Are You an Editor’s Dream or Nightmare?

Let’s start with the assumption that we want our writing to get published. If you are that rare author who isn’t interested in publication, what the heck are you doing reading this post? Feel free to go back to your visionary world, and don’t forget to thank whoever is paying your bills.

As for the rest of us, let’s take a look at the  graphic for this post. (I know; very high-tech, right?) Any work that is going to get published has at least three moving parts.

  • My vision: what I intend my writing to say
  • My manuscript: what my writing actually says; unfortunately, they are not always the same
  • My editor: what my editor needs and wants my writing to do as part of an entire publication

The fact that there are three players here means that I have to let go of some control (or I will rarely, if ever, get published).

Here are some examples:

  • Editors may ask you to delete words, phrases, and lines. One editor I worked with asked if I would delete an entire stanza from a poem. (She said it would make the poem more powerful. She was right.)
  • Editors may ask you to add more. Once I wrote a piece exploring my feelings about a certain subject. The editor wanted more opinion. I added it, and ended up sounding more certain than I felt. But that’s what she was looking for, and that’s what got published.
  • Editors may suggest specific changes. In my experience, these suggestions almost always improve the piece, and only rarely affect the tone and meaning.
  • Editors may ask you to make revisions without telling you what they would like changed. I’m not sure what to make of this; I assume it’s some sort of test, and my current strategy is to get feedback from other writers and then cross my fingers (which feels a lot like marking all the A bubbles on a test, hoping to get at least some of them right). I’m half-tempted to send in the exact same piece with no changes at all and see what happens. (Dear Any-Editors-Who-Are-Reading-This: Just kidding! I’d only do that to other publications; never, ever to yours!)

There are two more kinds of changes I’ve encountered, and I would like to pause to point out that these changes can happen without your approval. That’s right; some editors will publish your piece with changes you didn’t know about. Crazy, right?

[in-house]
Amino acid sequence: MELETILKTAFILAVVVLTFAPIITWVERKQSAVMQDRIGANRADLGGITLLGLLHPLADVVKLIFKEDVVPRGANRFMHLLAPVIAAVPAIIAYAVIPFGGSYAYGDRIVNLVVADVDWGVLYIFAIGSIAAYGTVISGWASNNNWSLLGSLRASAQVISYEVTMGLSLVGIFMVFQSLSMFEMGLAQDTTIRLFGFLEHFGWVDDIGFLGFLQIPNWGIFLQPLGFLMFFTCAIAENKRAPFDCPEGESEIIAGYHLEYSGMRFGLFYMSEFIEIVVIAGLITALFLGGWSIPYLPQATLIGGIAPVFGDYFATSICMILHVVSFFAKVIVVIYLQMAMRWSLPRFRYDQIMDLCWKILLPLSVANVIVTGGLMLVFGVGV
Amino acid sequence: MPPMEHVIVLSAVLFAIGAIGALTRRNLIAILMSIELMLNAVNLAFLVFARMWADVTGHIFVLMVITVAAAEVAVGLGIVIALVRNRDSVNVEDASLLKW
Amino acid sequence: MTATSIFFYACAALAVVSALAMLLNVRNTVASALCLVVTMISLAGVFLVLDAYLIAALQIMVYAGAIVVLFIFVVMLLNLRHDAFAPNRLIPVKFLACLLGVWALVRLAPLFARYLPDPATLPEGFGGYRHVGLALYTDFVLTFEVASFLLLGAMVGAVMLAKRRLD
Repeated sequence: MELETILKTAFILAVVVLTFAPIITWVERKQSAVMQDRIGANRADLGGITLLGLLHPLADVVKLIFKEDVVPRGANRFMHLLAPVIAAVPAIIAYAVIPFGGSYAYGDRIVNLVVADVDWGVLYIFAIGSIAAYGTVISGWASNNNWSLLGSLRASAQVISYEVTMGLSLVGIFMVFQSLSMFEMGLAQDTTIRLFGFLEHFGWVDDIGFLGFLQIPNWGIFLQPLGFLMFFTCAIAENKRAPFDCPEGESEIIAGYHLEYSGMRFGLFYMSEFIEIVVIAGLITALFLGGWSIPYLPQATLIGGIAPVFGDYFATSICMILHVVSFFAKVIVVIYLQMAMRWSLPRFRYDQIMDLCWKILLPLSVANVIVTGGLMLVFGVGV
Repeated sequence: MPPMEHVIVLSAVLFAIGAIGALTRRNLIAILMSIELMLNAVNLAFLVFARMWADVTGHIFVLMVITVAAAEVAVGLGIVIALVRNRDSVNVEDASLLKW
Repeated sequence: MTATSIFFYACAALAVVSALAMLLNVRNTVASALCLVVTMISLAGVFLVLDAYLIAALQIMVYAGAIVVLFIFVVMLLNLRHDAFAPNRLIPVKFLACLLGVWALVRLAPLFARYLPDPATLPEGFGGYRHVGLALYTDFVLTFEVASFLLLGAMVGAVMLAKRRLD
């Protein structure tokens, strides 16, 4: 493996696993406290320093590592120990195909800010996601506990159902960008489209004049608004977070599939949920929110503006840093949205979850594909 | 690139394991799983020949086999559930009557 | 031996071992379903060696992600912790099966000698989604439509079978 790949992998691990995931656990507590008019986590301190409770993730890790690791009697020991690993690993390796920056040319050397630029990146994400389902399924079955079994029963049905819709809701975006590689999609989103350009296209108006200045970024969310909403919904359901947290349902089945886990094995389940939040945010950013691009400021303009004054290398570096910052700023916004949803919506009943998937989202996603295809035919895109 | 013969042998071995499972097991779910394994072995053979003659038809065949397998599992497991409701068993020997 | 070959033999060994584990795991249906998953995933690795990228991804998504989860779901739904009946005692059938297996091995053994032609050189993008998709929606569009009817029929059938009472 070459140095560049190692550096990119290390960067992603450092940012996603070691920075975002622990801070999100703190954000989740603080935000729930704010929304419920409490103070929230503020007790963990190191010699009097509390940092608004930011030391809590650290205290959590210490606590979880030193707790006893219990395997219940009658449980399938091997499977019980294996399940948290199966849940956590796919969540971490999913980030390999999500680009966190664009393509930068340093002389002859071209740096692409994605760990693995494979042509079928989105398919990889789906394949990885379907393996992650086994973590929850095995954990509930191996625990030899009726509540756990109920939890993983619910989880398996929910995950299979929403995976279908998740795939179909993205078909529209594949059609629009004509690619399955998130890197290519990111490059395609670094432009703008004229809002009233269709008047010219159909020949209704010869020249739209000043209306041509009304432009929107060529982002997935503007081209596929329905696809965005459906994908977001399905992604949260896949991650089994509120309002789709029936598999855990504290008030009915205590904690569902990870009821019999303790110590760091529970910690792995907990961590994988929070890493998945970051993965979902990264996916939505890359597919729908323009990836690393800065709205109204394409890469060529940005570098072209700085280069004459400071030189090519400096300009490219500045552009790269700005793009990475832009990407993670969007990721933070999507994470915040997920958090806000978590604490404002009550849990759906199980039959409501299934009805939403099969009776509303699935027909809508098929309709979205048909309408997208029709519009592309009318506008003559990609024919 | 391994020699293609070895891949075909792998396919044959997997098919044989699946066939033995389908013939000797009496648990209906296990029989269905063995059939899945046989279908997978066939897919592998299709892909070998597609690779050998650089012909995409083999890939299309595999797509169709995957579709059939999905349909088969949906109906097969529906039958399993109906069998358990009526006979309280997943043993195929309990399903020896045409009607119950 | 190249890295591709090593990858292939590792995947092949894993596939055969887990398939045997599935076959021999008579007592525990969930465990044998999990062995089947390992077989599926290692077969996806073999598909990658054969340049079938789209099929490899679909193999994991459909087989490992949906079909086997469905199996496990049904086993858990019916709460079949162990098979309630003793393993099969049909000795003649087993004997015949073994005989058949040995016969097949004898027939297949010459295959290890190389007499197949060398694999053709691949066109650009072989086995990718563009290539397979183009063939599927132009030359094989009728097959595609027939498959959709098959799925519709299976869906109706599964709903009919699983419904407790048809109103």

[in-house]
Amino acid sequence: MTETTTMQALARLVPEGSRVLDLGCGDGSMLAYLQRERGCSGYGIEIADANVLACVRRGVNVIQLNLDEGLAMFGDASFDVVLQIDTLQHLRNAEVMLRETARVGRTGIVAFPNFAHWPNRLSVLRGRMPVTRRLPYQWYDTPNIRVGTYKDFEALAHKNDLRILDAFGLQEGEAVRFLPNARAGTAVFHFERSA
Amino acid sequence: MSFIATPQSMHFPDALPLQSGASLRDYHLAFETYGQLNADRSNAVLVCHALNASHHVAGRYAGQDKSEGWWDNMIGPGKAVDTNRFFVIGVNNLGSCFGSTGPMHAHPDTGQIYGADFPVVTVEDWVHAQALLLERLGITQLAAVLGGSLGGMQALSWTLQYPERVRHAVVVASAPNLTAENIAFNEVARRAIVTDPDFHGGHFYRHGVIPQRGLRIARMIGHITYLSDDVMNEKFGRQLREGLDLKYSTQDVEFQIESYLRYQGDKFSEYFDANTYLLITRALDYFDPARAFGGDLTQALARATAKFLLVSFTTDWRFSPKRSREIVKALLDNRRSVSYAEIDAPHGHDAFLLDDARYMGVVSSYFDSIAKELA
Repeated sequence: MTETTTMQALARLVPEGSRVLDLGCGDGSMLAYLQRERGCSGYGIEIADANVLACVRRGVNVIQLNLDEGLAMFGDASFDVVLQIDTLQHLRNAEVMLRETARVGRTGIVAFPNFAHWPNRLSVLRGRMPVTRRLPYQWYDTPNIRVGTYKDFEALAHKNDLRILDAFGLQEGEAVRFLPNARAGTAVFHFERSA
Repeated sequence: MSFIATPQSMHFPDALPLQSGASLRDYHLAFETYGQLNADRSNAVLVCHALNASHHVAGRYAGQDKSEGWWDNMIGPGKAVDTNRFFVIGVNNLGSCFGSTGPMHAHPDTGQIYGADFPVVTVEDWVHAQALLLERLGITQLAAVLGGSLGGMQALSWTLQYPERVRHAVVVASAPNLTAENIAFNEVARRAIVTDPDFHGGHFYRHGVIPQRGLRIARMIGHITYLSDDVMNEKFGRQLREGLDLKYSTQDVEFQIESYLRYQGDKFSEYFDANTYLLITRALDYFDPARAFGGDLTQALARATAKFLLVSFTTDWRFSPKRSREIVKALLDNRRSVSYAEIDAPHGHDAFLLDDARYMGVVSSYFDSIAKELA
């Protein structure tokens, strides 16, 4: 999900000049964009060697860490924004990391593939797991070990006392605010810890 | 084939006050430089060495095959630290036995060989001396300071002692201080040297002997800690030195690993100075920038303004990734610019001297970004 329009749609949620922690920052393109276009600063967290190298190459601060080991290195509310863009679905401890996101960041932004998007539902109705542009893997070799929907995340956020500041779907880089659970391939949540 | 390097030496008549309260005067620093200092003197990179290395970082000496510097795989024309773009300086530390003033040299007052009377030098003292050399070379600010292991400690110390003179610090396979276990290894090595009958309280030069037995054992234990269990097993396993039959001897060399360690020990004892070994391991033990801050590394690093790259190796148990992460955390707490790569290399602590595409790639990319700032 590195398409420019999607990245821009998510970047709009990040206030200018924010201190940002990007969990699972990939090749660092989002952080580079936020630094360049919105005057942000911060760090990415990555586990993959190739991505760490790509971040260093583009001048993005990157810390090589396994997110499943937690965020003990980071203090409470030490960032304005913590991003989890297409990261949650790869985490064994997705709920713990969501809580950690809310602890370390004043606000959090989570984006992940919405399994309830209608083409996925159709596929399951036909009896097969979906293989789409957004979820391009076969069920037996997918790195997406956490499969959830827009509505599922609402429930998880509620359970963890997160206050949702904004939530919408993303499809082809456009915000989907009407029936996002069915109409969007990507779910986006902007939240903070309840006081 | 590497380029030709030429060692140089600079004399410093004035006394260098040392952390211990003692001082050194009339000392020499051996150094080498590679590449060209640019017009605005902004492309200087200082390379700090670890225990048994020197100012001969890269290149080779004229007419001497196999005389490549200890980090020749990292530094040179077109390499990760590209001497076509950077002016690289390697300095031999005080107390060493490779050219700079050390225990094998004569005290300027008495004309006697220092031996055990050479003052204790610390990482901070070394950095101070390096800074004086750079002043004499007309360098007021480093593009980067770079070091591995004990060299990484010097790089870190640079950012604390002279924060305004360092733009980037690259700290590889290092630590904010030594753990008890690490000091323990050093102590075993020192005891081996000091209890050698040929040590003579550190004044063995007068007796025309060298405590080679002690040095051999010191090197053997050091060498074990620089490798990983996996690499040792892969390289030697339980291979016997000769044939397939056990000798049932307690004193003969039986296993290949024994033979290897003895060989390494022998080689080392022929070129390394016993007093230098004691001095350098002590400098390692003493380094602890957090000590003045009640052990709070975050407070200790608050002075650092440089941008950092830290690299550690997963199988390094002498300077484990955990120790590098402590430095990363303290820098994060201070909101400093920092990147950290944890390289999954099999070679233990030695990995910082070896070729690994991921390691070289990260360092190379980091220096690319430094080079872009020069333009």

• Some editors will change your title without asking. This has happened to me twice (out of only eight publishing credits to date; that’s 25% for those who spent all of your math classes writing comics). Once I preferred my original title; once the new title was much stronger.
  • Some editors will add/delete a line here and there without your prior knowledge. When I noticed this in one of my own pieces, though I wouldn’t have written the line myself, I understood why the editor added it; I was writing about something a little sketchy and the addition read like a now-you-can’t-sue-us-if-you’re-dumb-enough-to-try-this kind of maneuver.

Because editors are crucial to our work as writers, and because writing itself is so subjective, and because editors’ opinions and methods are so varied, it’s critical that we decide early on what our stance will be. How will you approach and work with editors, especially when they take to your writing with what feels more like an ax than a fine-toothed comb?

When I hear about editors’ main complaints, they are about the attitudes authors can exhibit. There are (apparently and appallingly) writers out there who are so convinced of the godlike qualities of their writing that they are inflexible. They don’t follow submission guidelines. They complain or whine about suggested revisions.

As writers, we can choose to be:

  • A prima donna (mainly inflexible)
  • A whiner (mainly flexible, but making sure the editor knows we are doing all the favors here)
  • A workhorse (mainly, and willingly, flexible)

I’m choosing #3 for sure. I’m saving my inflexible backbone for moments when I truly disagree with an editorial request. Why? Editors talk to each other! And if my wildest dreams (well, maybe my second or third wildest) come true, and some editor at some journal is talking to some other editor at some other journal and my name actually comes up, I really, really want the editor to say, “Oh, Dawn Claflin? Yeah, you should use her writing. She’s great to work with.”

So, because editors are going to monkey with your writing, I recommend you pick your approach now, before you’re asked to change a single word.

It’s just one more way to make your writing stand out. In a good way.


Working with Editors: How Writing for Magazines Can Improve Our Essays, Poems, and Fiction

Last week marked another first for me as a writer. Thus far, I’ve had personal essays and poems published (click here for a list), and now I can add magazine article to the list.

All of this is part of my journey of self-discovery: Am I a novelist? An essayist? A poet? A freelancer? An editor? A ghostwriter?

For many of us, the answer is yes. At this point in my career, I am keeping the focus on finishing my YA novel, but when my brain can’t take any more teenage drama, I turn to just about every other kind of writing as a way to keep working. As an author, I’m still trying to find my sea legs. I’m still looking for where I best fit in.